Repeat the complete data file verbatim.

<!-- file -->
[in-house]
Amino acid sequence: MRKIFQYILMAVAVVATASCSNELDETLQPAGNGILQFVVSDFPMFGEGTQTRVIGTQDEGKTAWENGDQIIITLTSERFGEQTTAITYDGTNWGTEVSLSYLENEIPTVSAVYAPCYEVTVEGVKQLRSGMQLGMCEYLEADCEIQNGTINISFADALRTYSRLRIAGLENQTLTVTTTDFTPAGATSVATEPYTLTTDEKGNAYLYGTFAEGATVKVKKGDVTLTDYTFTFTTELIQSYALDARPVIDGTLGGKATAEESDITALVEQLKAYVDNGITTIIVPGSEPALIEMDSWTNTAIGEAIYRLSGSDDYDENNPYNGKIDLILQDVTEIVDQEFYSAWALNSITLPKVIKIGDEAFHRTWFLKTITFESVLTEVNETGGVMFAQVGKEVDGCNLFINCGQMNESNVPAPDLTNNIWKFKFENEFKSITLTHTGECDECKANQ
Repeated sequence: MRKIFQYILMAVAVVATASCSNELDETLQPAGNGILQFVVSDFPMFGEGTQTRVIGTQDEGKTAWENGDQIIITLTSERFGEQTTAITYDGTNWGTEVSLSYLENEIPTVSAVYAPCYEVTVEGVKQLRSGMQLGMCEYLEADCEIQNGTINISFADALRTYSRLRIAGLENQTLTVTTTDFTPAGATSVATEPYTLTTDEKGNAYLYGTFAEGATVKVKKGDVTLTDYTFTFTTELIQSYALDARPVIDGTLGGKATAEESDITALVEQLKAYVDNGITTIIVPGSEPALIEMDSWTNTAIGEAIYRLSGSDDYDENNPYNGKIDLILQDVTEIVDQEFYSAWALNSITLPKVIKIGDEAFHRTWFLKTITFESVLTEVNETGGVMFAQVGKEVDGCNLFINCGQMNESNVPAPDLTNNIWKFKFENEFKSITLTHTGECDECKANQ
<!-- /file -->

[in-house]
Amino acid sequence: MRKIFQYILMAVAVVATASCSNELDETLQPAGNGILQFVVSDFPMFGEGTQTRVIGTQDEGKTAWENGDQIIITLTSERFGEQTTAITYDGTNWGTEVSLSYLENEIPTVSAVYAPCYEVTVEGVKQLRSGMQLGMCEYLEADCEIQNGTINISFADALRTYSRLRIAGLENQTLTVTTTDFTPAGATSVATEPYTLTTDEKGNAYLYGTFAEGATVKVKKGDVTLTDYTFTFTTELIQSYALDARPVIDGTLGGKATAEESDITALVEQLKAYVDNGITTIIVPGSEPALIEMDSWTNTAIGEAIYRLSGSDDYDENNPYNGKIDLILQDVTEIVDQEFYSAWALNSITLPKVIKIGDEAFHRTWFLKTITFESVLTEVNETGGVMFAQVGKEVDGCNLFINCGQMNESNVPAPDLTNNIWKFKFENEFKSITLTHTGECDECKANQ
Repeated sequence: MRKIFQYILMAVAVVATASCSNELDETLQPAGNGILQFVVSDFPMFGEGTQTRVIGTQDEGKTAWENGDQIIITLTSERFGEQTTAITYDGTNWGTEVSLSYLENEIPTVSAVYAPCYEVTVEGVKQLRSGMQLGMCEYLEADCEIQNGTINISFADALRTYSRLRIAGLENQTLTVTTTDFTPAGATSVATEPYTLTTDEKGNAYLYGTFAEGATVKVKKGDVTLTDYTFTFTTELIQSYALDARPVIDGTLGGKATAEESDITALVEQLKAYVDNGITTIIVPGSEPALIEMDSWTNTAIGEAIYRLSGSDDYDENNPYNGKIDLILQDVTEIVDQEFYSAWALNSITLPKVIKIGDEAFHRTWFLKTITFESVLTEVNETGGVMFAQVGKEVDGCNLFINCGQMNESNVPAPDLTNNIWKFKFENEFKSITLTHTGECDECKANQ